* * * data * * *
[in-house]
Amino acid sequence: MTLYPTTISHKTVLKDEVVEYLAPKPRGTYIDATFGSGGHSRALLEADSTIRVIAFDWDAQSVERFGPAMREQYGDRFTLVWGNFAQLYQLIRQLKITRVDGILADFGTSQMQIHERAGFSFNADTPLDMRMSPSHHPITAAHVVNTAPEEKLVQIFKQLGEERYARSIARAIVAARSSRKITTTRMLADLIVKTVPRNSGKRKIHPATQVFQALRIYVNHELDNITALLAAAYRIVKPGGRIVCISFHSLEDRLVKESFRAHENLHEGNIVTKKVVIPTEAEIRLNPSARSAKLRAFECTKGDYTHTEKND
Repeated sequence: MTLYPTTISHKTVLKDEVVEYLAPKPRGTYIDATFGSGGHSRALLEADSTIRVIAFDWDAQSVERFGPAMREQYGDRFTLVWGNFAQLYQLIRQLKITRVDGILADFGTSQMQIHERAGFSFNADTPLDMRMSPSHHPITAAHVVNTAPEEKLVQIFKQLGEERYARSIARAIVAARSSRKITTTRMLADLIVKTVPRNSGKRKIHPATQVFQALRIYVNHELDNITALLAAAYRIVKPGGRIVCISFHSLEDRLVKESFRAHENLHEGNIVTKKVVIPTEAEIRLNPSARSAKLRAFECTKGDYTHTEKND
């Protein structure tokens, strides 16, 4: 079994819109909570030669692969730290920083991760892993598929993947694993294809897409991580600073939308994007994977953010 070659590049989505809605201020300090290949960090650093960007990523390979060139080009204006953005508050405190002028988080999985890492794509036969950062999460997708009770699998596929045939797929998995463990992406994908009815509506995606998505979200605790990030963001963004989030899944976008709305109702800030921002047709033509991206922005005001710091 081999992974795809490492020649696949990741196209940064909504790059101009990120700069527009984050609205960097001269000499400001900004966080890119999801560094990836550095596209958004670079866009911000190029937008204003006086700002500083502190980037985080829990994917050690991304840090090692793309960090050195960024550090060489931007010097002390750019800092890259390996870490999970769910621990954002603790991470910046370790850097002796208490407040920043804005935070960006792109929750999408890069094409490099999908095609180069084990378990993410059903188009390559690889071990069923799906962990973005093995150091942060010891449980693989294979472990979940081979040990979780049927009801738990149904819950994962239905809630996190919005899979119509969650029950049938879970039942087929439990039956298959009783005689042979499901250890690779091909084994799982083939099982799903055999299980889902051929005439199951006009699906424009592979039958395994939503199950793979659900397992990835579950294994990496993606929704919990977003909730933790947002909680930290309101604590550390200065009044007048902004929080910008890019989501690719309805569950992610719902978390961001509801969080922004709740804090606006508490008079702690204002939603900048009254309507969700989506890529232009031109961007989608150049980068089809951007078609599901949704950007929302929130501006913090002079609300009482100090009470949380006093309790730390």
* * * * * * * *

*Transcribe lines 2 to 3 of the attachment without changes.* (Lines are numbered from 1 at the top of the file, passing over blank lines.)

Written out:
Amino acid sequence: MTLYPTTISHKTVLKDEVVEYLAPKPRGTYIDATFGSGGHSRALLEADSTIRVIAFDWDAQSVERFGPAMREQYGDRFTLVWGNFAQLYQLIRQLKITRVDGILADFGTSQMQIHERAGFSFNADTPLDMRMSPSHHPITAAHVVNTAPEEKLVQIFKQLGEERYARSIARAIVAARSSRKITTTRMLADLIVKTVPRNSGKRKIHPATQVFQALRIYVNHELDNITALLAAAYRIVKPGGRIVCISFHSLEDRLVKESFRAHENLHEGNIVTKKVVIPTEAEIRLNPSARSAKLRAFECTKGDYTHTEKND
Repeated sequence: MTLYPTTISHKTVLKDEVVEYLAPKPRGTYIDATFGSGGHSRALLEADSTIRVIAFDWDAQSVERFGPAMREQYGDRFTLVWGNFAQLYQLIRQLKITRVDGILADFGTSQMQIHERAGFSFNADTPLDMRMSPSHHPITAAHVVNTAPEEKLVQIFKQLGEERYARSIARAIVAARSSRKITTTRMLADLIVKTVPRNSGKRKIHPATQVFQALRIYVNHELDNITALLAAAYRIVKPGGRIVCISFHSLEDRLVKESFRAHENLHEGNIVTKKVVIPTEAEIRLNPSARSAKLRAFECTKGDYTHTEKND